“The weather has changed. It used to snow for two weeks at a time.”

And then: “When I first arrived here, Orange was extremely racist. It was a racist community. It probably still is today, but I’ve seen major changes over my time.”


He says, “change is slow, but it's taking place and we’re starting to achieve good outcomes”.



Gryllis says that Orange was once considered the most conservative place in Australia. He reckons that began to change, albeit slowly, with the arrival of government workers from Sydney and more migrants such as himself.

Uncle Neil is a devout Christian. I suggest that the slow pace of change for First Nations people during his lifetime must have required the patience of Job. He smiles and ruffles his mop.





“I'll tell you that I have grey hair [now], and I'm getting a bit long in the tooth. When I was a young man I was fiery, but that's all gone now.


“As a Christian, forgiveness is what Christ is all about. I think we all need to show respect and acknowledge each other, and go forward.”

Uncle Neil lauds Orange City Council for its efforts to endorse and promote Naidoc Week, Sorry Day and reconciliation.



“And now they’re flying the flag,” he adds, pointing across to the council chambers.


“I never saw that 40 years ago. People are starting to embrace who we are. I think that’s probably because of education. Our people work in all sorts of government departments and so they’re starting to influence others.”


Ricky Ah-See spends part of his week working with young Indigenous students who have lost interest in high school. He drives a bus, helps with homework and teaches a bit of culture.



He says that things are better now than when he was the age of the kids he’s working with.


OCEANS may separate their birthplaces and cultures, but Gryllis draws a parallel.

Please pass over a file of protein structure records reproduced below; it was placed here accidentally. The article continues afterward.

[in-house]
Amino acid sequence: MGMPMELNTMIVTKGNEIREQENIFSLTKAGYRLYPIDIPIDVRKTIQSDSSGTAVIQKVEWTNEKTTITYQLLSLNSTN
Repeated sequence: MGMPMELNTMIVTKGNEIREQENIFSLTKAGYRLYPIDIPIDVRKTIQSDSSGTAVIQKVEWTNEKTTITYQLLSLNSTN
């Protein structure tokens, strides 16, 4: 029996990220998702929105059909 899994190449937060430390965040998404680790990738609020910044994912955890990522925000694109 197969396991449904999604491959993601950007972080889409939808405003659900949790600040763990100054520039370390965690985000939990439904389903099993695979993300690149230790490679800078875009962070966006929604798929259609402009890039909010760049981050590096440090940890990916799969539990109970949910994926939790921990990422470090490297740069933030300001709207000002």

“From my knowledge about Aboriginals, [they] always used the fire for good things. Is that right? Not only smoking ceremonies, but annual burning to re-grow and so on.



“Well, I’ll tell you something. Flame to me is worldwide. Greeks - when creating a new city, you know what was paramount to take with them? Fire.


"The first thing to establish a new city would be a little room that the fire will be there 24/7 so the citizens can go and get it.


Copyright: Orange News Examiner.


“Nothing different here. It’s wonderful, so we use the flame for something good. Flame is very good, but it can be very bad. We hope this flame is for hope and reconciliation.”


Uncle Neil says people like Chris Gryllis are “doing tremendous work”.

“I believe in God and I think there is hope,” he says. “We just need to have a better understanding of our history and we need to think about change, to correct those past wrongs.”

Uncle Neil may have mellowed, but the Wiradjuri Elder remains resolute.



“When you look at this election there's nothing here about the constitution. We never ceded our sovereignty, and we are not recognised in the constitution, so there are some major changes that need to take place. [Not] until we get a prime minister who will acknowledge us as a people and what happened in the past.

“Unless we correct the pain and suffering nothing will change, so that's what we're trying to do. Aboriginal, non-Aboriginal, all nationalities, all come together. That's our hope.”